Keeping prescription medications affordable

Since founding Comunilife, I have worked with many New Yorkers from underserved communities – from children to seniors – and those living with HIV/AIDS or mental illness. As anyone working in healthcare today knows, one of the most significant challenges facing New York and our country as a whole is the staggering number of people who are unable to afford their prescription medications.

Drugs costs in the United States are a crippling force on our healthcare system. These costs are becoming increasingly unmanageable, particularly for our nation’s most vulnerable. Drug costs in America are expected to rise from an already stunning $300 billion in 2010 to over $450 billion in just eight years.

Pharmacy Benefit Managers (PBMs) manage drug plans for roughly 200 million Americans, and are able to stand up to drug manufacturers when individual patients cannot. According to the Government Accountability Office, PBMs reduce the average price of prescriptions by 27 percent below the average cash price consumers would pay at a retail pharmacy for brand name drugs and 53 percent below the retail price for generic drugs. PBMs simultaneously work to improve sub-standard pharmacy practices, which in 2010 cost patients and payers $23.8 billion in New York alone.

These savings are crucial to average Americans and the government during the current economic downturn. Overall, PBMs will save payers and patients nearly $2 trillion over the next decade – a 35 percent savings. PBMs are exceeding projected savings for Medicare, already on track to save close to $500 billion by 2015. These savings translate directly to U.S. job creation. Recent analyses have shown that each 1 percent reduction in prescription drug costs covers the costs of creating 20,000 new jobs.

Two companies that work to reduce drug costs, Express Scripts and Medco, currently manage pharmacy benefits for over 11 million patients here in New York. Their planned merger would be a positive step for both patients and taxpayers. Both companies have had success in the past negotiating with pharmaceutical companies.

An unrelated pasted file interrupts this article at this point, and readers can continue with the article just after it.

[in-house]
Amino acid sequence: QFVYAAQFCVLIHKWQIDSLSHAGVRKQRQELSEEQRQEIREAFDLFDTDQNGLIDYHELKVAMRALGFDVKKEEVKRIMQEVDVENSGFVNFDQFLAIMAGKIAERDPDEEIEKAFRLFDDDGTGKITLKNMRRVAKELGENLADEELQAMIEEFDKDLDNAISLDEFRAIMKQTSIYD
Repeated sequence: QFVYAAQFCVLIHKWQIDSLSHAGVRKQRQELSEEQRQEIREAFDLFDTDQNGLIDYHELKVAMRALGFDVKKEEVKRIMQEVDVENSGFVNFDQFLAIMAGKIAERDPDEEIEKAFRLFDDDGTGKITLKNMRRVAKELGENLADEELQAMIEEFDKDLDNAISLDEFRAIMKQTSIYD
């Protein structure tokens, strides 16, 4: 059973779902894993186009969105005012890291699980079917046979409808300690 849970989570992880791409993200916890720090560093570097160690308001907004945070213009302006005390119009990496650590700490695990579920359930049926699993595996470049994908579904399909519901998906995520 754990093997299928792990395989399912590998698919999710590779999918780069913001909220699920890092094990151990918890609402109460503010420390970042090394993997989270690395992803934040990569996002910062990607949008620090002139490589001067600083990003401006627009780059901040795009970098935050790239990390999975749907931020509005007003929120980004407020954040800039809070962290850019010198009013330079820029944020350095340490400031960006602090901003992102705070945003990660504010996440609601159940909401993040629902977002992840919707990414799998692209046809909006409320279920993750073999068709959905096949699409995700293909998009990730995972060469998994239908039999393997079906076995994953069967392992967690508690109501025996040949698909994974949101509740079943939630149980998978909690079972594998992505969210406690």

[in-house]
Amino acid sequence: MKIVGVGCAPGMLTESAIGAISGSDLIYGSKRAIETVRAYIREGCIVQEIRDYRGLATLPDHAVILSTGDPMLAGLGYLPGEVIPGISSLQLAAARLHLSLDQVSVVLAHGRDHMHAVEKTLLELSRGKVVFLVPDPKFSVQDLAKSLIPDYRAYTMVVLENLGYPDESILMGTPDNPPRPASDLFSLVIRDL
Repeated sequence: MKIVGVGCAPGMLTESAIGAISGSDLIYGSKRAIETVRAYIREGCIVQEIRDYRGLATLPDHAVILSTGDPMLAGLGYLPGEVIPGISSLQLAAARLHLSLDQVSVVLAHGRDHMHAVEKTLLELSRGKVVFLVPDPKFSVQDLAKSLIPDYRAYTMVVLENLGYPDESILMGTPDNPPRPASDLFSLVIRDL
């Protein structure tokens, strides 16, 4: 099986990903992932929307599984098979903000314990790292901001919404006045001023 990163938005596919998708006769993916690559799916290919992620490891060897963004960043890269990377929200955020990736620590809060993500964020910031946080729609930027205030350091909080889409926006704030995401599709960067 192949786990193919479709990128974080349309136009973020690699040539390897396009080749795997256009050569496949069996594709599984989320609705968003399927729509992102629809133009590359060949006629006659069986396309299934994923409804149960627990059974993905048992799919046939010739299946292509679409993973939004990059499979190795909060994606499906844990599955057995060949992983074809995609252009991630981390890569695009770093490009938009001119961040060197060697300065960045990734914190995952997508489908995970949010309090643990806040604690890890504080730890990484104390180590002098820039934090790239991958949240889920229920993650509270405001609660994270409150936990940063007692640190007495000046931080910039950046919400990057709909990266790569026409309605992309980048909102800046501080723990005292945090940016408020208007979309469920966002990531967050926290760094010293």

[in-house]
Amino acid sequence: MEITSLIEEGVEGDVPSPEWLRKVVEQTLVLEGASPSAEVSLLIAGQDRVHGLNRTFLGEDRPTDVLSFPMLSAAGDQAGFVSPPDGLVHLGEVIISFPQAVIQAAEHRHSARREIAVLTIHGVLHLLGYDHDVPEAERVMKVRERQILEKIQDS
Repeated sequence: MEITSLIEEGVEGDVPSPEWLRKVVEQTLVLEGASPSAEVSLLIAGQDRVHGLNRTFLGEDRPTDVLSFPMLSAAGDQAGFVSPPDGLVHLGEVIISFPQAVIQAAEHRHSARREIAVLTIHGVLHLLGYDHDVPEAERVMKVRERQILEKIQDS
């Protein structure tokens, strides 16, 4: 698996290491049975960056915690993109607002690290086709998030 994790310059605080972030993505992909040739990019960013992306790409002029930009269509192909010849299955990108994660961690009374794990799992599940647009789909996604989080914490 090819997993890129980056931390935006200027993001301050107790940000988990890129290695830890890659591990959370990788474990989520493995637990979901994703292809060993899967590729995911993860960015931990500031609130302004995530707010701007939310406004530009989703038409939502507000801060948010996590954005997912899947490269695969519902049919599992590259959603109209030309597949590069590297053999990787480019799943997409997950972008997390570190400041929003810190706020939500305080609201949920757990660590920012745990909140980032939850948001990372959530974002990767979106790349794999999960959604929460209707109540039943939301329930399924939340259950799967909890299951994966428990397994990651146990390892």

A study recently released by Jonathan Orszag, a former member of President Clinton’s National Economic Council, asserts that the two companies save employers, the federal government, labor unions, and consumers between $51 billion to $87 billion annually. The study, working from Congressional Budget Office data, concludes that the merger will accelerate those savings, leading to reduced drug costs.

Non-adherence to prescribed medications accounts for nearly 20 percent of all hospitalizations — almost 125,000 deaths each year, and billions of dollars of unnecessary treatment. I witness the devastating consequences when people cannot afford to correctly take their medications. The chance to save lives and improve the quality of care, all while saving billions of dollars, is worth pursuing.

Congress and the Federal Trade Commission should embrace the merger between Express Scripts and Medco.

Dr. Gil is the president/CEO and Founder of Comunilife, Inc. She is the former chairperson of the New York City Health and Hospital Corporation and has also served as executive director of Woodhull Medical Center and Metropolitan Hospital.